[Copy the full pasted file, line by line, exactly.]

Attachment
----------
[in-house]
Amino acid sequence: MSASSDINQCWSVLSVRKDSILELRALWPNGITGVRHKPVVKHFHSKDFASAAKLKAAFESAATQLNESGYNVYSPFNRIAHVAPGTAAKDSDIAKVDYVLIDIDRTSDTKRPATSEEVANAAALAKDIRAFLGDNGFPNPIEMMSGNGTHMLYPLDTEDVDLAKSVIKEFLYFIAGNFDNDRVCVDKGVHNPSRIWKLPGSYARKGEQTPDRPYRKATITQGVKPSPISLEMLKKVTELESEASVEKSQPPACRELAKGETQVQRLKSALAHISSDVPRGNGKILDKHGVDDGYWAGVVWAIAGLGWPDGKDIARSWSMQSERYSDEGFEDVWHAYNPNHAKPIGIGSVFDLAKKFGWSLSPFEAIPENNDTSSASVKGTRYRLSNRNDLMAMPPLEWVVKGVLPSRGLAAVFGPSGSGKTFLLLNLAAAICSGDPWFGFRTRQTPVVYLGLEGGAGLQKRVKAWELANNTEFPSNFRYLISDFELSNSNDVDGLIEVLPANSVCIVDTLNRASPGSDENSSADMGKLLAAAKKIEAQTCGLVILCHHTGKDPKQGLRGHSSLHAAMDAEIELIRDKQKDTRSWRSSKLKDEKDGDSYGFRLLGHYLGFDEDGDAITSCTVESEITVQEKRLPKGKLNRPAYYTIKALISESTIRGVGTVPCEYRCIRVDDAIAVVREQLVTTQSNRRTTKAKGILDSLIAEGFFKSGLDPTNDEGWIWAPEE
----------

[in-house]
Amino acid sequence: MSASSDINQCWSVLSVRKDSILELRALWPNGITGVRHKPVVKHFHSKDFASAAKLKAAFESAATQLNESGYNVYSPFNRIAHVAPGTAAKDSDIAKVDYVLIDIDRTSDTKRPATSEEVANAAALAKDIRAFLGDNGFPNPIEMMSGNGTHMLYPLDTEDVDLAKSVIKEFLYFIAGNFDNDRVCVDKGVHNPSRIWKLPGSYARKGEQTPDRPYRKATITQGVKPSPISLEMLKKVTELESEASVEKSQPPACRELAKGETQVQRLKSALAHISSDVPRGNGKILDKHGVDDGYWAGVVWAIAGLGWPDGKDIARSWSMQSERYSDEGFEDVWHAYNPNHAKPIGIGSVFDLAKKFGWSLSPFEAIPENNDTSSASVKGTRYRLSNRNDLMAMPPLEWVVKGVLPSRGLAAVFGPSGSGKTFLLLNLAAAICSGDPWFGFRTRQTPVVYLGLEGGAGLQKRVKAWELANNTEFPSNFRYLISDFELSNSNDVDGLIEVLPANSVCIVDTLNRASPGSDENSSADMGKLLAAAKKIEAQTCGLVILCHHTGKDPKQGLRGHSSLHAAMDAEIELIRDKQKDTRSWRSSKLKDEKDGDSYGFRLLGHYLGFDEDGDAITSCTVESEITVQEKRLPKGKLNRPAYYTIKALISESTIRGVGTVPCEYRCIRVDDAIAVVREQLVTTQSNRRTTKAKGILDSLIAEGFFKSGLDPTNDEGWIWAPEE